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Saturday, July 25, 2009

To blog…. or not to blog….

Taking on the “responsibility” of a blog is not as simple as just making a diary or a personal journal…. maybe I was naive to think it was mostly like that.

The truth is that, unlike a diary, a blog is potentially readable by more than one’s self.   It does require some sensitivity to what others might think or how they may react to something I put into it. The best case is that I can “unload” my mind and spirit into it. The worst case is that I reveal something that unintentionally offends, embarrasses or maligns someone else. So, whether it is nobler in the mind to blog uncensored and suffer the slings and arrows of outraged friends and family or distort and omit some of the expressed reality with censorship. This can become a really sticky point in the process and in the content.

I feel strongly that it is important to reveal the actual state of mind and affairs as we move through this process. It paints a picture of accurate realism and better perspective for those that may come behind. It does not ignore the sloughing off of great chunks of expectations at the expense of future disappointments of readers.

On the other hand, absolute truthfulness can quickly become a wedge between friends and family that induces an unwanted attitude and regard for the full timing transition relationships thereafter.

So, the daily availability of content becomes subject to the fine line between censored and uncensored content…. and therein lies the difficulty with maintaining a content rich blog on a specified schedule.  Sometimes, the mire of personal daily content that cannot pass the censorship process is so large that there is nothing to describe without opening the whole kimono.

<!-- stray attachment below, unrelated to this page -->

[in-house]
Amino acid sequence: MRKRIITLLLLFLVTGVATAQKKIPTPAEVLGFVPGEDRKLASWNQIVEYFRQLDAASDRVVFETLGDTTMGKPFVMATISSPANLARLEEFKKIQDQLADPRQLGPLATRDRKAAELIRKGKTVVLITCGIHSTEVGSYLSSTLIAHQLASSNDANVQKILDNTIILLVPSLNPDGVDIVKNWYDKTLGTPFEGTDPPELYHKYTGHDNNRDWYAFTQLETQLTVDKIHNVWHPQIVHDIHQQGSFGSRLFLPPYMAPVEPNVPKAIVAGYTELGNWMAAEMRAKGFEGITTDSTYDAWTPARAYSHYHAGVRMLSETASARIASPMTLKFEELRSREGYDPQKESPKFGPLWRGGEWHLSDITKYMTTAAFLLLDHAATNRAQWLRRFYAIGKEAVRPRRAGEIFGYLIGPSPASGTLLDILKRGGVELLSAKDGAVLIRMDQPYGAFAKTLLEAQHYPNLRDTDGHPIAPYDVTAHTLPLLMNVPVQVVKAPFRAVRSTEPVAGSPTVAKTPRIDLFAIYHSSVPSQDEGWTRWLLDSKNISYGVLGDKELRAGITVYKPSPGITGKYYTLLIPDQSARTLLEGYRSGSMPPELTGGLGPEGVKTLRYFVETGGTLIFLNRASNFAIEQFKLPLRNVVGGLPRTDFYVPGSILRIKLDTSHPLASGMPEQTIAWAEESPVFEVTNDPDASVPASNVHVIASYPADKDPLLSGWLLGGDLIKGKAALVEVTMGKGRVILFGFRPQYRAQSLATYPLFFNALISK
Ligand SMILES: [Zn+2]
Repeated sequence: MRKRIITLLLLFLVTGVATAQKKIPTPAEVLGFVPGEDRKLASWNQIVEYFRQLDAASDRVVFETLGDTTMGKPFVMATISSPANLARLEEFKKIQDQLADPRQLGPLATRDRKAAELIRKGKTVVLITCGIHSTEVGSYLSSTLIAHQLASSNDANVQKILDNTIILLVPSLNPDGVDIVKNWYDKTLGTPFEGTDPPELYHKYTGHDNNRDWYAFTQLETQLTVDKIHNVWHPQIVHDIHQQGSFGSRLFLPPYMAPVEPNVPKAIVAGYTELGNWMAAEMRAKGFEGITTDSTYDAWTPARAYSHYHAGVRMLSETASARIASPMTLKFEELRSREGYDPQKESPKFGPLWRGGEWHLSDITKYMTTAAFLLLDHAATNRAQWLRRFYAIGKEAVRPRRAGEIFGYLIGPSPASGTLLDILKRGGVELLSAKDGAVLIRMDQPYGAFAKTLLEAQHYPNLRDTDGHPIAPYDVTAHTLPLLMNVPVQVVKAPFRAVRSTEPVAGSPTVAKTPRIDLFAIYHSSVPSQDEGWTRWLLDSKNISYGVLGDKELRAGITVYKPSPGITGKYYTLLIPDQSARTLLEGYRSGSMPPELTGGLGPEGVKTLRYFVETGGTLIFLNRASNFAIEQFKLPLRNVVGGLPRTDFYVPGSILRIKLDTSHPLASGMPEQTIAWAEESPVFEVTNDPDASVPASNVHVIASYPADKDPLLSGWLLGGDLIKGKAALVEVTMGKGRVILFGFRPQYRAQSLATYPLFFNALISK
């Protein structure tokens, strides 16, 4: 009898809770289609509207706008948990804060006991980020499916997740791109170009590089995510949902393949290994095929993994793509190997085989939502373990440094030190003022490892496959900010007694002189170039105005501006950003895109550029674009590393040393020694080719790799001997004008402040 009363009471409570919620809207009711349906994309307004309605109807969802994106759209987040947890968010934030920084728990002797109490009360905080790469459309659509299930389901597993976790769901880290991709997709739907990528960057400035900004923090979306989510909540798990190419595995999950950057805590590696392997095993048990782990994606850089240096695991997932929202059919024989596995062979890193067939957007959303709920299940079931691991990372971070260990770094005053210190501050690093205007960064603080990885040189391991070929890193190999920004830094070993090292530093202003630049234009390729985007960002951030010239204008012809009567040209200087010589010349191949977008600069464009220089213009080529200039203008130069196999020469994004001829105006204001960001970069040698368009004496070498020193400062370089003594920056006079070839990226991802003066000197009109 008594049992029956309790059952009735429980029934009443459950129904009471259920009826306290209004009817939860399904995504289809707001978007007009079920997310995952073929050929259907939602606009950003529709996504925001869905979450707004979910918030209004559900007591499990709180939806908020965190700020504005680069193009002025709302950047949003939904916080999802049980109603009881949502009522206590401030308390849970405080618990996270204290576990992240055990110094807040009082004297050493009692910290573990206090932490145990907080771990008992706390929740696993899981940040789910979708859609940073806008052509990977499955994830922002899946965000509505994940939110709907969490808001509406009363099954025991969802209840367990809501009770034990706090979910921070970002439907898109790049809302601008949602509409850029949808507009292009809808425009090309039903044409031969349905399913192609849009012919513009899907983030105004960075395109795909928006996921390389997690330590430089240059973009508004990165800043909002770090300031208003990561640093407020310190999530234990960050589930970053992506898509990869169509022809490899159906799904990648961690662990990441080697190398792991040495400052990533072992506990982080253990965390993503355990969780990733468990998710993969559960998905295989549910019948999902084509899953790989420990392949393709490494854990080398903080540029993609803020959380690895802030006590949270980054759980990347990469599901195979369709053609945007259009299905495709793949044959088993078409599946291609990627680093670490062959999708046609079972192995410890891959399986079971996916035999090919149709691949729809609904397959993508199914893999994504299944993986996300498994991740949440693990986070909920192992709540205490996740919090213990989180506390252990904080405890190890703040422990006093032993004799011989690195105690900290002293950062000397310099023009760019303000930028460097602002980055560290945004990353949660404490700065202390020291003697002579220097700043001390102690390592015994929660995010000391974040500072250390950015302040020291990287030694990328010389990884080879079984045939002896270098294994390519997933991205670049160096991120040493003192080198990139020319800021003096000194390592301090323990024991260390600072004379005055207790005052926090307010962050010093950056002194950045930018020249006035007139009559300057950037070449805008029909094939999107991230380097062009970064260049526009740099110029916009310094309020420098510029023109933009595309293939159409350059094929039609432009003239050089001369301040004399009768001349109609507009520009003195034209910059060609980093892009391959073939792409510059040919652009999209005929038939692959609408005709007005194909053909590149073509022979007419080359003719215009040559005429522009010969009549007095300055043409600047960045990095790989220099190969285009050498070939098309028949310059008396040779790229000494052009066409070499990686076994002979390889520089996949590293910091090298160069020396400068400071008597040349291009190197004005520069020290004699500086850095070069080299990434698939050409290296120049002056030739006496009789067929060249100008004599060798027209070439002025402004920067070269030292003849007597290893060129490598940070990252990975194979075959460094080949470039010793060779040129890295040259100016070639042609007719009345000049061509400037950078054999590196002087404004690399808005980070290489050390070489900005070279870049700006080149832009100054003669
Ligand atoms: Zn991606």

I have tried to get some ongoing content online but each day has been mostly about personal, medical, financial and relationship issues that once posted, would not cease to cause me discomfort for a very long time. I am certain that I would also start getting a lot of comments on the site which, while I like to get them, would not be pleasant to read so I have abstained from posting.

To all this I will say that there are a lot of things that come up in the process of moving into a full-timing lifestyle that is of a very deeply personal nature. Realistically, I offer a caution to all that pursue this lifestyle to expect to have some uncomfortable and frustrating times that you will have to bear alone or only with your companion.  Just be aware that this is normal even though no one writes much about it in their books and journals. They just cannot describe the specifics so that future readers get a completely honest and revealed view of what to expect. In so doing, the future followers of the lifestyle may find surprises in their transitions but they should not be dismayed or discouraged by these “dips”. They are normal and should be expected and should not be seen as automatic show-stoppers.

ttfn

Thursday, July 16, 2009

Go – No Go days….

It seems that every time I get a certain kind of respiratory bug its takes me forever for it to run its course.  This time I came down with it at the same time as my #1 son, Smitty, got it. He has worried through it while on the road and got over it in about 2 weeks.

Me, I am still struggling with the residuals from this thing.

To answer the usual first questions… I do take massive amounts of Vitamin C, Zinc, Magnesium, Flaxseed Oil, Omega 3 fish oil, and a descend multivitamin. The downside is that some of these things change how I feel but don't really seem to shorten the lifespan of this bug.  Likewise, antibiotics don’t really seem to make any improvement but they do often make me feel worse while I am taking them.

All of this points more to viral rather than bacterial based infections.

The bad side of all of this is it kicks my immune system into high gear and that stress brings on the whole team of discomforts and depressors that come out when I am suffering from long term stress.

This is the “downers team” and when it gets control there is little more that I can get done than sleeping, eating irregularly and just trying to keep the minimum daily chores done. I can usually forget dealing with anything that requires engineering thought, power tools, or that involve some sort of conflict. The first will be wrongly done, the second is too dangerous to handle and the last will put me in a completely dysfunctional PTSD funk just waiting to explode unpredictably . That is not good for anyone around me.